For decades, older, more conservative Cubans have been gathering at Café Versailles on the corner of Calle Ocho to eat Cuban food and talk politics. After hearing of President Barack Obama’s decision, a number of them gathered in front of the café with posters to protest. VOA's Sharon Behn reports on the situation.
Video

Video US Decision on Cuba Underscores Divisions Among Miami Cubans

For decades, older, more conservative Cubans have been gathering at Café Versailles on the corner of Calle Ocho to eat Cuban food and talk politics. After hearing of President Barack Obama’s decision, a number of them gathered in front of the café with posters to protest. VOA's Sharon Behn reports on the situation.
Video

Video Three Cities Bid for Future Obama Presidential Library

President Barack Obama still has two years left in his term in office, but the effort to establish his post-presidential library is already underway. The bid for the Obama Presidential Library is down to four locations in three states -- New York, Hawaii, and Illinois. As VOA’s Kane Farabaugh reports, each of them played an important part in the president’s life before he reached the White House.
Video

Video Cuba Deal is Major Victory for Pope’s Diplomatic Initiatives

Pope Francis played a key role in brokering the US-Cuba deal that was made public earlier this week. It is the most stunning success so far in a series of peacemaking efforts by the pontiff. VOA religion reporter Jerome Socolovsky has more.
Video

Video Fears of More Political Gridlock in 2015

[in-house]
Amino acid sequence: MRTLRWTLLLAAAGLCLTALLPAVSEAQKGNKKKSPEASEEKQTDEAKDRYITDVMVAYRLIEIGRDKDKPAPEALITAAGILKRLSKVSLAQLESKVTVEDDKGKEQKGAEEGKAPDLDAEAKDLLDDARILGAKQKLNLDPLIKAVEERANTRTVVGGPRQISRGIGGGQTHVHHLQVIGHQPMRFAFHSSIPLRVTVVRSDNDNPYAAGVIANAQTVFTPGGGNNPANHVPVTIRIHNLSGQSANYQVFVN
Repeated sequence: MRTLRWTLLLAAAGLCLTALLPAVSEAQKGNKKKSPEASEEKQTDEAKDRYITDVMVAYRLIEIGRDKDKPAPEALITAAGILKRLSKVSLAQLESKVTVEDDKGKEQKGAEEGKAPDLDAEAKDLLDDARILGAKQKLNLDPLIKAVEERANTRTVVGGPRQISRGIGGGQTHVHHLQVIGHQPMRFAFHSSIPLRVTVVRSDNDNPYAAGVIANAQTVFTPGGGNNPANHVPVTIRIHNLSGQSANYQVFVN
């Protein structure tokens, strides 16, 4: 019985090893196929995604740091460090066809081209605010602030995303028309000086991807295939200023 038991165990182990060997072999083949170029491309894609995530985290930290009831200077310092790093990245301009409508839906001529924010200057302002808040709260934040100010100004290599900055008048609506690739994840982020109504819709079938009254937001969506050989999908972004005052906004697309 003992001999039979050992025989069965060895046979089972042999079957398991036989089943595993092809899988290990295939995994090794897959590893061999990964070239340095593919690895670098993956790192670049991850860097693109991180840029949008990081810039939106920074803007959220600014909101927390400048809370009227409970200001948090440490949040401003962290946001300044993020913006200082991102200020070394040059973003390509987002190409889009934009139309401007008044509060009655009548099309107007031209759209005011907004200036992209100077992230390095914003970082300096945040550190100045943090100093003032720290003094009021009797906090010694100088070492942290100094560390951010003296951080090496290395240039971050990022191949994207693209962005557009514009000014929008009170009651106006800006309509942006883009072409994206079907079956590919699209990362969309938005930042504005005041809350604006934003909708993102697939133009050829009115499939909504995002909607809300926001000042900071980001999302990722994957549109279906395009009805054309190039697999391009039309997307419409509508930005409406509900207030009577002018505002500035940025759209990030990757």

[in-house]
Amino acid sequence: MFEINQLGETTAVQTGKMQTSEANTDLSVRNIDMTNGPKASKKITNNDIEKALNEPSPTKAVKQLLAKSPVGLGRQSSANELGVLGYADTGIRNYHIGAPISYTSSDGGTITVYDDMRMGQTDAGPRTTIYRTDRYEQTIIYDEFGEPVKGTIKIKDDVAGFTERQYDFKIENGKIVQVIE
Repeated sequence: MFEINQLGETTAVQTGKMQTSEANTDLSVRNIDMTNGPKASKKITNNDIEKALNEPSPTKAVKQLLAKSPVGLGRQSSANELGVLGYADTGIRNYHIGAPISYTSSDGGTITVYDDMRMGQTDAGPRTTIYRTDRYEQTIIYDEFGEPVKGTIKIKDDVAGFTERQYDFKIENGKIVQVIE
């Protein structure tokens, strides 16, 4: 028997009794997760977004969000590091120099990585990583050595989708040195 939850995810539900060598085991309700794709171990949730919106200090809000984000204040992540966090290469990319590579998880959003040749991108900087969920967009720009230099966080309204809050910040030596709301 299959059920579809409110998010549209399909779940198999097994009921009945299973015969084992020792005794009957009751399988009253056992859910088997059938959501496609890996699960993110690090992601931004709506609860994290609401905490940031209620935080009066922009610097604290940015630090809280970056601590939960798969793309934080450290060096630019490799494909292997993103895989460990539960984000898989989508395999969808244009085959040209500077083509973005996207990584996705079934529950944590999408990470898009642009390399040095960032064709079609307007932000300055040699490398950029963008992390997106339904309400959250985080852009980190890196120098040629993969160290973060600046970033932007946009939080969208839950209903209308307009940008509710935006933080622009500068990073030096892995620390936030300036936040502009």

2014 proved to be a difficult year politically for President Barack Obama and a very good year for the U.S. Republican Party. Republican gains in the November midterm elections gave them control of the Senate and House of Representatives for the next two years -- setting the stage for more confrontation and gridlock in the final two years of the Obama presidency. VOA National Correspondent Jim Malone has a preview from Washington.
Video

Video Sudan School Becomes Target of Aerial Attacks

The school dropout rate is at an all-time high in Sudan's South Kordofan state because many schools have been destroyed during the three-year civil war between the government and SPLA-N rebel forces. Adam Bailes visited Sudan's Nuba Mountains' region and reports many children are simply too scared to go to school
Video

Video VOA Reporter Tours Devastated Peshawar School

Islamist militants wearing military uniforms and strapped with explosives attacked a military run school Tuesday in the northwestern Pakistani city of Peshawar. At least 141 people were killed in the horrific attack, most of them young students. VOA reporter Ayaz Gul visited the devastated school and attended the funeral of the principal who courageously tried to save her students from the deadly attack.
Video

Video Nigerians Fleeing Boko Haram Languish in Camp Near Capital

In its five-year effort to impose Islamic law in northeastern Nigeria, the Boko Haram extremist group has killed thousands of people and forced hundreds of thousands to flee. Some of those who ran for their lives now live in squalor on the edges of the capital, Abuja. Chris Stein reports for VOA.
Video

Video Aceh Rebuilt Decade After Tsunami, But Scars Remain

On December 26, 2004 there was an earthquake in the Indian Ocean so powerful it caused the Earth’s axis to wobble a few centimeters. Onshore on the island of Sumatra, the resulting tsunami was devastating. A decade later, VOA Correspondent Steve Herman reports from Banda Aceh, Indonesia, where although there is little remaining evidence of the physical devastation, the psychological scars among survivors remain.

All About America

AppleAndroid